The weather-beaten ship's hatch that Pablo Neruda used as a desk sits majestically in one corner. The tuxedo the famed Chilean poet wore when he accepted the 1971 Nobel Prize hangs...
The weather-beaten ship’s hatch that Pablo Neruda used as a desk sits majestically in one corner. The tuxedo the famed Chilean poet wore when he accepted the 1971 Nobel Prize hangs in an upstairs closet, still neatly pressed. And nearby, facing the sea he loved, is the bed where he took his final breath more than three decades ago.
After wandering around Neruda’s house in the oceanside Chilean village of Isla Negra for the better part of a morning, I strolled outside and brought my literary sojourn to this South American country to an end.
Or so I thought. As a longtime admirer of Neruda, Isabel Allende and other Chilean writers, I had wondered what kind of culture had produced them. After re-reading my dog-eared anthology of odes to the Atacama Desert and other far-flung places in Chile, I decided to pack a bag and see for myself.
In the stately capital city of Santiago, I spent four days visiting literary monuments and haunts in the area: the elaborate mural in Santiago’s Cerro San Lucia park of the poet Gabriela Mistral, whose emotional verses made her Chile’s first Nobel Laureate, in 1945; the art-filled homes where Neruda had lived; and Cafe Tavelli, which doubles as a watering hole and performance place for the city’s best-known writers, where I heard a spirited reading by four poets.
I had even paced along Calle Cueto, a street of ramshackle houses on the edge of the city, in search of the mansion Allende had used as a model for the magical abode at the center of her first novel, “The House of the Spirits,” until finally someone told me it had been razed. And now, following my visit to Neruda’s house in Isla Negra, I leaned against a bus sign and prepared for the 1-½-hour ride back to Santiago. A young couple in jeans and backpacks made their way toward me along the dusty road. They greeted me in Spanish, chatted briefly, then invited me to join them for tea.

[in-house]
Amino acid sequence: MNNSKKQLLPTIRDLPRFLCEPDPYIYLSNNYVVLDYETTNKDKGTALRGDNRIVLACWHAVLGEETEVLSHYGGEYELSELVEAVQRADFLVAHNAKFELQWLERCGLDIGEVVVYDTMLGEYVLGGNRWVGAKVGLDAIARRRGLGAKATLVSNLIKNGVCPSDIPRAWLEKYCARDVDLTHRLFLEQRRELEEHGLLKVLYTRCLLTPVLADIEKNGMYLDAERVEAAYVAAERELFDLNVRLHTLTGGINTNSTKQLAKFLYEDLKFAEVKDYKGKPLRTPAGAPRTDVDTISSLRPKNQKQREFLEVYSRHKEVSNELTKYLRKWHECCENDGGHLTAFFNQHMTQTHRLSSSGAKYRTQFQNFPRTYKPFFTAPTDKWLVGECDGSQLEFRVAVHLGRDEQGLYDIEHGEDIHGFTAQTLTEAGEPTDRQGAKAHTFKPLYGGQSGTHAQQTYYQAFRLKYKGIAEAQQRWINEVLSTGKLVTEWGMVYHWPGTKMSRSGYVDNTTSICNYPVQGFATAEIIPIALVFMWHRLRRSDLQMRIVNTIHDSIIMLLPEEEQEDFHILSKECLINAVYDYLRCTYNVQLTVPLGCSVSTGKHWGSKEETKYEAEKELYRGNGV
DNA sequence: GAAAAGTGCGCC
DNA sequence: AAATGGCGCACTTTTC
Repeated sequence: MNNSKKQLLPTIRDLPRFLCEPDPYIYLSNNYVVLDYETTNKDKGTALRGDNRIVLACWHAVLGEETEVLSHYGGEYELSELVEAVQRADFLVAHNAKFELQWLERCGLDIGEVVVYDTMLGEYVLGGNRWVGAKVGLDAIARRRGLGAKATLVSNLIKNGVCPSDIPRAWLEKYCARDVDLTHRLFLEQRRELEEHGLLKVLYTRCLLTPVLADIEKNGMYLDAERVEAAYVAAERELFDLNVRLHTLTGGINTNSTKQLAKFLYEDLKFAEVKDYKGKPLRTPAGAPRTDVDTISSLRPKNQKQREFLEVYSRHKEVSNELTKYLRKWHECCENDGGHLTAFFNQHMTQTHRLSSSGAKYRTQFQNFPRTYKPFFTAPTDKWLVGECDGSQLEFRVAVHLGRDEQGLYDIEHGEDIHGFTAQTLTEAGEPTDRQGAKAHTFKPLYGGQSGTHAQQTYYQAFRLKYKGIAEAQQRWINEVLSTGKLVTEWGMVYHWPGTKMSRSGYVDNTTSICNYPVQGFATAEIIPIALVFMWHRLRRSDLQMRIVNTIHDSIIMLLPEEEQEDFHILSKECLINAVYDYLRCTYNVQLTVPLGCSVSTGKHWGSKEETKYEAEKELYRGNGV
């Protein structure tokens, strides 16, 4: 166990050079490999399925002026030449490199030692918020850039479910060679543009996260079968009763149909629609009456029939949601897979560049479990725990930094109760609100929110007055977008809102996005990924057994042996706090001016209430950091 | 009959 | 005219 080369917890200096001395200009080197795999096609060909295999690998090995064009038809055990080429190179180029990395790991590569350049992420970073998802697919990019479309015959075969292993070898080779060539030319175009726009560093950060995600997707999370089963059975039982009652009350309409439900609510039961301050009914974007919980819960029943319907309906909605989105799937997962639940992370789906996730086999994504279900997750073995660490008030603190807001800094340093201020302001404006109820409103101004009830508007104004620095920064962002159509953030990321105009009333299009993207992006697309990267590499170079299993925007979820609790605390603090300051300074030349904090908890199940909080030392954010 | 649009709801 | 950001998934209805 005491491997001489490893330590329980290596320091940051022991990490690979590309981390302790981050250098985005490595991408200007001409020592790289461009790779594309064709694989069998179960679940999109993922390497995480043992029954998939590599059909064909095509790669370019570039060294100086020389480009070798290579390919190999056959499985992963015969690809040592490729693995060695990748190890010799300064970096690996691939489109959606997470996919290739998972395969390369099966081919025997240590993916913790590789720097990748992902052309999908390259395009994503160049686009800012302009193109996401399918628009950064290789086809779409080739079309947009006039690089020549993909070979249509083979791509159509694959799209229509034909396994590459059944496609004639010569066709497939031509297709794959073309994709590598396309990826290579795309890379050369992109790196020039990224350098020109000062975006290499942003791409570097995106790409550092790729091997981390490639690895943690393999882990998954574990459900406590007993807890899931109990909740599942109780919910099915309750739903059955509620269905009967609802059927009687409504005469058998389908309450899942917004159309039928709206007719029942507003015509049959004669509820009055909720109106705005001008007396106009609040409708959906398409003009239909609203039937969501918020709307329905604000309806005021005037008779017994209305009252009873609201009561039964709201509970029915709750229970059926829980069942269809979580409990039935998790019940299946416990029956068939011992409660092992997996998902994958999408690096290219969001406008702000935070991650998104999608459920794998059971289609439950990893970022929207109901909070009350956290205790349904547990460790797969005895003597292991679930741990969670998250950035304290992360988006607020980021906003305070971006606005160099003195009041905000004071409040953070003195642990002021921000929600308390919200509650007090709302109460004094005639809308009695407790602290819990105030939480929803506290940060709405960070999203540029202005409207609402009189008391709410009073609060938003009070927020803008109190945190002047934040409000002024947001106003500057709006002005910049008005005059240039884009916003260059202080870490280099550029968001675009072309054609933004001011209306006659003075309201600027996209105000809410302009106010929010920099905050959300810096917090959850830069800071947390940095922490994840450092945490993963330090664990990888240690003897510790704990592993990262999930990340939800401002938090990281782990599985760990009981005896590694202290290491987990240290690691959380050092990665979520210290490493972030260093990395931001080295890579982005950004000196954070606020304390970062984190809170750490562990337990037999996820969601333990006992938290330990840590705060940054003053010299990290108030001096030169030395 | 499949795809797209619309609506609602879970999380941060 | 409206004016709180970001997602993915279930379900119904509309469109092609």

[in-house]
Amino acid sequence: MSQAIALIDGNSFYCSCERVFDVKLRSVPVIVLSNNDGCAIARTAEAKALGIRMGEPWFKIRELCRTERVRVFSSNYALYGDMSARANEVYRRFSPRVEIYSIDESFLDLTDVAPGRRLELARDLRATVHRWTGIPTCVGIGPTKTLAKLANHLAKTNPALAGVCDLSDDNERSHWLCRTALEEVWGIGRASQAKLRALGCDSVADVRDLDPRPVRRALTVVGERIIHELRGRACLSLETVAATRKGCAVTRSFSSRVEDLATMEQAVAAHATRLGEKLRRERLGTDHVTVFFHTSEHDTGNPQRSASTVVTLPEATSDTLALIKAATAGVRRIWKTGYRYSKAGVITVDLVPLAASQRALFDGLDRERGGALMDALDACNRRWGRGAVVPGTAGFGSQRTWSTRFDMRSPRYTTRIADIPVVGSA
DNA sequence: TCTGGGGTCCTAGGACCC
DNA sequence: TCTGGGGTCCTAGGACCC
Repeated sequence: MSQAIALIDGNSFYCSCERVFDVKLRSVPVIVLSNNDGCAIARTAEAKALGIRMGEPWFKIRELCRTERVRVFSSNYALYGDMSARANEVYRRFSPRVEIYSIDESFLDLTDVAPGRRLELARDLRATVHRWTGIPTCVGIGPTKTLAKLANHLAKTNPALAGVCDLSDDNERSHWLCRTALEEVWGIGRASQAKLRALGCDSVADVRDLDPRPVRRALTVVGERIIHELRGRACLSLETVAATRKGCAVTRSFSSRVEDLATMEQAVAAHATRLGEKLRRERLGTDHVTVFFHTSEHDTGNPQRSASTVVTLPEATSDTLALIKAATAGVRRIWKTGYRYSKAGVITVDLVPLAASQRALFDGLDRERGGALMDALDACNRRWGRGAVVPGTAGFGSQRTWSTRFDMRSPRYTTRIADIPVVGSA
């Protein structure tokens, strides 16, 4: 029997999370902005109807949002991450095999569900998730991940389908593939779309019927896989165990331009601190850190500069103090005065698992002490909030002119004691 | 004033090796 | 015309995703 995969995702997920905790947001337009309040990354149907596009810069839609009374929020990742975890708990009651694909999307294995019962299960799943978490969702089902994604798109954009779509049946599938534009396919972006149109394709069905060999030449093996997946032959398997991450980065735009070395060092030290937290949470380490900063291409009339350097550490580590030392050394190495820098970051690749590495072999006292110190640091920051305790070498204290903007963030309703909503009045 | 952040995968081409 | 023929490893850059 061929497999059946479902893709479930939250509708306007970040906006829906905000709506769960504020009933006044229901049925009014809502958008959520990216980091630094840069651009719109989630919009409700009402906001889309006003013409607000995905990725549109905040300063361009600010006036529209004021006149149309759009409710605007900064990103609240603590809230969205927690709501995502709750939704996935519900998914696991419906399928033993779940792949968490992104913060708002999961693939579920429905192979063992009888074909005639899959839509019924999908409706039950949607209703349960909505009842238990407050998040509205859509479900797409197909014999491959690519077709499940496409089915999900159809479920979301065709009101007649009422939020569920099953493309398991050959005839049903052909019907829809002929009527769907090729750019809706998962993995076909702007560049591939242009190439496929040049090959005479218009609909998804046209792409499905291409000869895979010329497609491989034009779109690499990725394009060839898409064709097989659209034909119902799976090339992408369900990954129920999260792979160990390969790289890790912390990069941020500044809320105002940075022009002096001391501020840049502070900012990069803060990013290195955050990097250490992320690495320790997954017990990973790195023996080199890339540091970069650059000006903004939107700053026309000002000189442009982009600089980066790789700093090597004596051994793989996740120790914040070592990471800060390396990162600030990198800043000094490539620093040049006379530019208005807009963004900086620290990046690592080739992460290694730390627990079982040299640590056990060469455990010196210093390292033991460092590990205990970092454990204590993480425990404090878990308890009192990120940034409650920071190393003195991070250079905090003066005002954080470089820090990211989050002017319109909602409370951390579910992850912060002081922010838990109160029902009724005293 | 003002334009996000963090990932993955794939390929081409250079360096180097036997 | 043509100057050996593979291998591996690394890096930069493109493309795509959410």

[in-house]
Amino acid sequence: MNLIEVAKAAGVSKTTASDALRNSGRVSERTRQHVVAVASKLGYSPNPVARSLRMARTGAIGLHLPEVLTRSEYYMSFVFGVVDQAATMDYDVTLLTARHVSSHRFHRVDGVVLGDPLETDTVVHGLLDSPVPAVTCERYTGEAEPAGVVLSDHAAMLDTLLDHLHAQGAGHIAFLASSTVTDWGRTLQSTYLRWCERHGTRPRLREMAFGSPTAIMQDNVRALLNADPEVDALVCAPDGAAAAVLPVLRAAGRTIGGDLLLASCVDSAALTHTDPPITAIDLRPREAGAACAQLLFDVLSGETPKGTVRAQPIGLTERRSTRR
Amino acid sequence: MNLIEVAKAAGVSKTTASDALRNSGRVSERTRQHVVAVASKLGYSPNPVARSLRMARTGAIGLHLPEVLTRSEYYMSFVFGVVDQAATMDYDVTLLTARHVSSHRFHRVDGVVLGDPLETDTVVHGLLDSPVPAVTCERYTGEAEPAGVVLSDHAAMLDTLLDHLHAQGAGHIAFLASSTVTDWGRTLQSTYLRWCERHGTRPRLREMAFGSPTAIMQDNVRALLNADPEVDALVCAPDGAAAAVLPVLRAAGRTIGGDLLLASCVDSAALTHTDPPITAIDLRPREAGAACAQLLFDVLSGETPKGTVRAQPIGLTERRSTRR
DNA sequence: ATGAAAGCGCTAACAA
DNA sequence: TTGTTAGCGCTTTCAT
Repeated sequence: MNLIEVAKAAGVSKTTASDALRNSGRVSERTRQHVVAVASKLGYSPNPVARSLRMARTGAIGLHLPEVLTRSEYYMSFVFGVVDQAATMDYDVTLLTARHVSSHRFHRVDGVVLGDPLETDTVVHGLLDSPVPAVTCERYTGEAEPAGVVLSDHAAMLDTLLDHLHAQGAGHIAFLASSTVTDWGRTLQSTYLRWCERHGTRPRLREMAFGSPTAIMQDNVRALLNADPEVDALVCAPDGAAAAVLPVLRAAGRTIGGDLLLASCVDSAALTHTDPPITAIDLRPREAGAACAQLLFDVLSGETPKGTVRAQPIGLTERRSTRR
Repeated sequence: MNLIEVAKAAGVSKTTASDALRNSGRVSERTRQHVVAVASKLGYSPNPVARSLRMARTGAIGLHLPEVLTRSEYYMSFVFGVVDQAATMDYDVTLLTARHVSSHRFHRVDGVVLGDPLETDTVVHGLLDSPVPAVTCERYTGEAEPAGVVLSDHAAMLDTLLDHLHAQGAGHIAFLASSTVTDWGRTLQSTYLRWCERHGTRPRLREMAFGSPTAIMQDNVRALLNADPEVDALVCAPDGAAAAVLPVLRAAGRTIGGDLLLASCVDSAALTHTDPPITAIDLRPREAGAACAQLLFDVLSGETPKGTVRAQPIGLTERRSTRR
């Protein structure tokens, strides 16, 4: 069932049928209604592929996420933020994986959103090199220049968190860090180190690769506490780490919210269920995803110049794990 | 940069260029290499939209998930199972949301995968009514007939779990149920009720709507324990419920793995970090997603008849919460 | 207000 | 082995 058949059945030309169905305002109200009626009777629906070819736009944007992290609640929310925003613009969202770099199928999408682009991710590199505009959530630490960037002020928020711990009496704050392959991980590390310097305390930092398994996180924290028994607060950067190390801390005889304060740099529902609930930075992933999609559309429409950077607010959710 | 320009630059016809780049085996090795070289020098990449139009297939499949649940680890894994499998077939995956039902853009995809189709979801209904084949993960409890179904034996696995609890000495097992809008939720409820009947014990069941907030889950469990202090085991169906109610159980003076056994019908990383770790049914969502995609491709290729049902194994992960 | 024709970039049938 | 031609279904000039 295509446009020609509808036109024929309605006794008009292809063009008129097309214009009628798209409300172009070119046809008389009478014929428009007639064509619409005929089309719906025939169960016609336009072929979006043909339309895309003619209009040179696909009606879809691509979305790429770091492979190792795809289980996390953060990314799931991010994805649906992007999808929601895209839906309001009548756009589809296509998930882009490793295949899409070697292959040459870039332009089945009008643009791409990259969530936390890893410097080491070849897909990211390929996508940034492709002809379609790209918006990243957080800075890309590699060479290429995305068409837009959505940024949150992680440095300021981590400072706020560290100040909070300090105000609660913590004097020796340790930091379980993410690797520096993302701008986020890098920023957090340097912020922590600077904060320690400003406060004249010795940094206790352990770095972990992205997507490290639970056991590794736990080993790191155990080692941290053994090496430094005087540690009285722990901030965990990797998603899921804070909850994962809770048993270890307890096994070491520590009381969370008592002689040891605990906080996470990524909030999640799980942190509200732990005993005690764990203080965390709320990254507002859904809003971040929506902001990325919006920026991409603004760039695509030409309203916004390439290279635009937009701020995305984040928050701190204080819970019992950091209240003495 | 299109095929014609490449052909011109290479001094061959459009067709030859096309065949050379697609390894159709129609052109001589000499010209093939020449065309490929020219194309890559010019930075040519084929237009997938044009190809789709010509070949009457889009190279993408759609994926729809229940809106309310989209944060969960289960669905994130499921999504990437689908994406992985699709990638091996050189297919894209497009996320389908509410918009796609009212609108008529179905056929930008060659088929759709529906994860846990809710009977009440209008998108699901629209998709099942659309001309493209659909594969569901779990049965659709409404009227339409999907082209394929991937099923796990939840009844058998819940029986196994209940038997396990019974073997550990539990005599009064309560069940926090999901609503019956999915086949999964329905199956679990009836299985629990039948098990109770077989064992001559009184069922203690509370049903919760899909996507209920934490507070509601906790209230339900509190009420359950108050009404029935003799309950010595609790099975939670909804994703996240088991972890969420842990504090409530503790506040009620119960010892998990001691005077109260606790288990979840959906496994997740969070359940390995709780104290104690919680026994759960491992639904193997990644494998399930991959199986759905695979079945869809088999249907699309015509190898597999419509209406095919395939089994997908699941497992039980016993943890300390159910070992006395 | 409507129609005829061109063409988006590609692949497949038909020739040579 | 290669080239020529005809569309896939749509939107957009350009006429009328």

Within minutes I was huddled before a fire on a brisk, autumnal afternoon in the cafe of La Candela, a cozy guesthouse around the corner, sipping Darjeeling tea and swapping tales from the road with Anna and Miguel, travelers from the desert regions of northern Chile. Like me, they had made the trip from Santiago earlier that morning, especially to see Neruda’s house.
The tour, we agreed, had been rushed, the guide too brusque. But the quirky relics of Neruda’s life the life-size horse carved of wood, voluptuous figurines taken from the masts of ships, collections of everything from wooden Spanish stirrups to African masks had made the visit worthwhile. And, along the rocky shore below the house, I stood at the site where the poet and his wife, Matilde Urrutia, are buried, in a simple plot marked only by a placard.
A literary city
Even for the casual visitor, a literary sojourn makes for an easy entree to Santiago and environs. To be sure, the city, probably the most underrated South American capital, has a lot else going for it. The Pre-Columbian Art Museum and other repositories of paintings and pottery have impressive collections. The cuisine, featuring Chile’s famous sea bass and wines, is first-rate. Among urban areas in this region, it has one of the lowest rates of pickpocketing and other crimes against tourists. The dollar is strong here, too.